cheese from spain
Mike, Joy, Lisette and I had glorious cheese this evening. We enjoyed some selections I have mentioned before (goat gouda, Pierre Robert) and some new cheese I have not yet discussed. In the latter category were two nice offerings from France: St. Nectaire, an uncooked, semi-soft monestary cheese made from the milk of cows that graze on volcanic flora at an elevation of 3000 feet; and, Mimolette Isigny, an aged hard cheese similar to Dutch Edam but with a sharper flavor and a distinctive bright orange color. But, the stars of the evening were two from Spain: Monte Enebro and a young Mahón.
Monte Enebro is a creamy, soft-ripened goat's milk cheese created by legendary producer Rafael Baez. Limited in production, it comes from Avila (south-west of Madrid) and is made from the milk from the valley’s goatherds. It is inoculated with penicillin mold and cave cured, added steps that produce an extraordinarily rich and tangy flavor. The Oakville Grocery stocks it, and I imagine other fine cheese stores do as well.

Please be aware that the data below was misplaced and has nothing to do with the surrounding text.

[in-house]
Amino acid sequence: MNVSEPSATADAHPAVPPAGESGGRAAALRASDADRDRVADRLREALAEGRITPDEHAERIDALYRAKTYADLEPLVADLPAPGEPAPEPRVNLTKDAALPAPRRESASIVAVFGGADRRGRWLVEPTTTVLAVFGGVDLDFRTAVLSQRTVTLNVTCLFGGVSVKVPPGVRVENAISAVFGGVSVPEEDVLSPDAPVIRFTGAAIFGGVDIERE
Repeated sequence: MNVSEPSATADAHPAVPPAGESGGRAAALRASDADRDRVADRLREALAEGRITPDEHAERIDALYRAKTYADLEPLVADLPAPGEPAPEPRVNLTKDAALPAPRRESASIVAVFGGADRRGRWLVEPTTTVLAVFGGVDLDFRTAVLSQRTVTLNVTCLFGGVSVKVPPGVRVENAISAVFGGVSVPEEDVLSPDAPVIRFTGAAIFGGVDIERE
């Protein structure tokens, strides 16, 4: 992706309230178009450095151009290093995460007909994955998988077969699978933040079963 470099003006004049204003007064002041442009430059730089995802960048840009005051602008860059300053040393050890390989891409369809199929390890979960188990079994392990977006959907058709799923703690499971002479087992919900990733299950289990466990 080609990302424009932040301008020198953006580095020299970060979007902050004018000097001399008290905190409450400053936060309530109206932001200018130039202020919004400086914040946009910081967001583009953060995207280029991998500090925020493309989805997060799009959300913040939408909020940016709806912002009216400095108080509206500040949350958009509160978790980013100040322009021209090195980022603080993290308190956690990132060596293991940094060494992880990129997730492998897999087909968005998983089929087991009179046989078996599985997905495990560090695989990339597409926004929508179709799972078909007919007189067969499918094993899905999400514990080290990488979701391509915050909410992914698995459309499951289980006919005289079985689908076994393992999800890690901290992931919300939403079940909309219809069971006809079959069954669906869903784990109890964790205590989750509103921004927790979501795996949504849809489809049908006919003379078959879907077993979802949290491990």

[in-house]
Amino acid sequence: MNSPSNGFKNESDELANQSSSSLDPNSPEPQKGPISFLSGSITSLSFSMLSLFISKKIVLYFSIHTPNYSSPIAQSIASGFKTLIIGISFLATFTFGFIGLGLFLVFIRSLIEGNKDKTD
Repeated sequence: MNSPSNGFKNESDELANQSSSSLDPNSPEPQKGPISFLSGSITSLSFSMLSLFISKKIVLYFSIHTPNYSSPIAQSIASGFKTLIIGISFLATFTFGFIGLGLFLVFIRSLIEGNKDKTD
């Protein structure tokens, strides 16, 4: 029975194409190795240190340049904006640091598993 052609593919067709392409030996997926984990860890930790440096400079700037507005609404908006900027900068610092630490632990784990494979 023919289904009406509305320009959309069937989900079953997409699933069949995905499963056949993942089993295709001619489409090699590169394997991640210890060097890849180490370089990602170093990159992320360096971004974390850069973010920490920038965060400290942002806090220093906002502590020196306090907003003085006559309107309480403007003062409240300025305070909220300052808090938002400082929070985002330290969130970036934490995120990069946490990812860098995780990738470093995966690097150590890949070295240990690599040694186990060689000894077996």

Mahón is a cow’s milk cheese from Menorca, one of the Baleraric Islands. Made using traditional methods from milk that is naturally acidic, the semi-firm cheese is fruity and intense in flavor. Finished with a paprika and oil rubbed rind, the cheese also has slight saltiness making it wonderfully versatile . The Mahón we had is younger in age and was obtained from Piazza’s Fine Foods.